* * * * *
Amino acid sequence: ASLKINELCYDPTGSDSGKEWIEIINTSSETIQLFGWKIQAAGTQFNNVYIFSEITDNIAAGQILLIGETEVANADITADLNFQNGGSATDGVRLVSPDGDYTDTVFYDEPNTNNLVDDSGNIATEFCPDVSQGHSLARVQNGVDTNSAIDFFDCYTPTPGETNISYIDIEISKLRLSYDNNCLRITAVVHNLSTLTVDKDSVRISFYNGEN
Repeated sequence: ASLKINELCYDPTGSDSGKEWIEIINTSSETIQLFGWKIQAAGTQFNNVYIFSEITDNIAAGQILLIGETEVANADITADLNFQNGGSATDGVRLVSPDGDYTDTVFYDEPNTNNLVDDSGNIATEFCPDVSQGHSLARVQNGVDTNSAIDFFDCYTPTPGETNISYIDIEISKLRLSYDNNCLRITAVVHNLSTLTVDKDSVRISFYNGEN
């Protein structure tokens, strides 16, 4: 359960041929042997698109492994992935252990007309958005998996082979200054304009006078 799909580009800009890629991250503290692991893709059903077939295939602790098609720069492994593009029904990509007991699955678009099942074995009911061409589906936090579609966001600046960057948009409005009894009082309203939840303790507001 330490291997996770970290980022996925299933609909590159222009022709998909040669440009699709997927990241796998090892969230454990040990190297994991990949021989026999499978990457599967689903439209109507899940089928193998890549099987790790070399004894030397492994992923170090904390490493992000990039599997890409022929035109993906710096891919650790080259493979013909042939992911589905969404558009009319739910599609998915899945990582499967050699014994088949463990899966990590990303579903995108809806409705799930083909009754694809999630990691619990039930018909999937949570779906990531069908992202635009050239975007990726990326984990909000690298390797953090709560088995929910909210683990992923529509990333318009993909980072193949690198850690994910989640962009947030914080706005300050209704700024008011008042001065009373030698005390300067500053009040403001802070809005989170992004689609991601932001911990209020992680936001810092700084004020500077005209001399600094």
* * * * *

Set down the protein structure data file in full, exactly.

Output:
Amino acid sequence: ASLKINELCYDPTGSDSGKEWIEIINTSSETIQLFGWKIQAAGTQFNNVYIFSEITDNIAAGQILLIGETEVANADITADLNFQNGGSATDGVRLVSPDGDYTDTVFYDEPNTNNLVDDSGNIATEFCPDVSQGHSLARVQNGVDTNSAIDFFDCYTPTPGETNISYIDIEISKLRLSYDNNCLRITAVVHNLSTLTVDKDSVRISFYNGEN
Repeated sequence: ASLKINELCYDPTGSDSGKEWIEIINTSSETIQLFGWKIQAAGTQFNNVYIFSEITDNIAAGQILLIGETEVANADITADLNFQNGGSATDGVRLVSPDGDYTDTVFYDEPNTNNLVDDSGNIATEFCPDVSQGHSLARVQNGVDTNSAIDFFDCYTPTPGETNISYIDIEISKLRLSYDNNCLRITAVVHNLSTLTVDKDSVRISFYNGEN
């Protein structure tokens, strides 16, 4: 359960041929042997698109492994992935252990007309958005998996082979200054304009006078 799909580009800009890629991250503290692991893709059903077939295939602790098609720069492994593009029904990509007991699955678009099942074995009911061409589906936090579609966001600046960057948009409005009894009082309203939840303790507001 330490291997996770970290980022996925299933609909590159222009022709998909040669440009699709997927990241796998090892969230454990040990190297994991990949021989026999499978990457599967689903439209109507899940089928193998890549099987790790070399004894030397492994992923170090904390490493992000990039599997890409022929035109993906710096891919650790080259493979013909042939992911589905969404558009009319739910599609998915899945990582499967050699014994088949463990899966990590990303579903995108809806409705799930083909009754694809999630990691619990039930018909999937949570779906990531069908992202635009050239975007990726990326984990909000690298390797953090709560088995929910909210683990992923529509990333318009993909980072193949690198850690994910989640962009947030914080706005300050209704700024008011008042001065009373030698005390300067500053009040403001802070809005989170992004689609991601932001911990209020992680936001810092700084004020500077005209001399600094």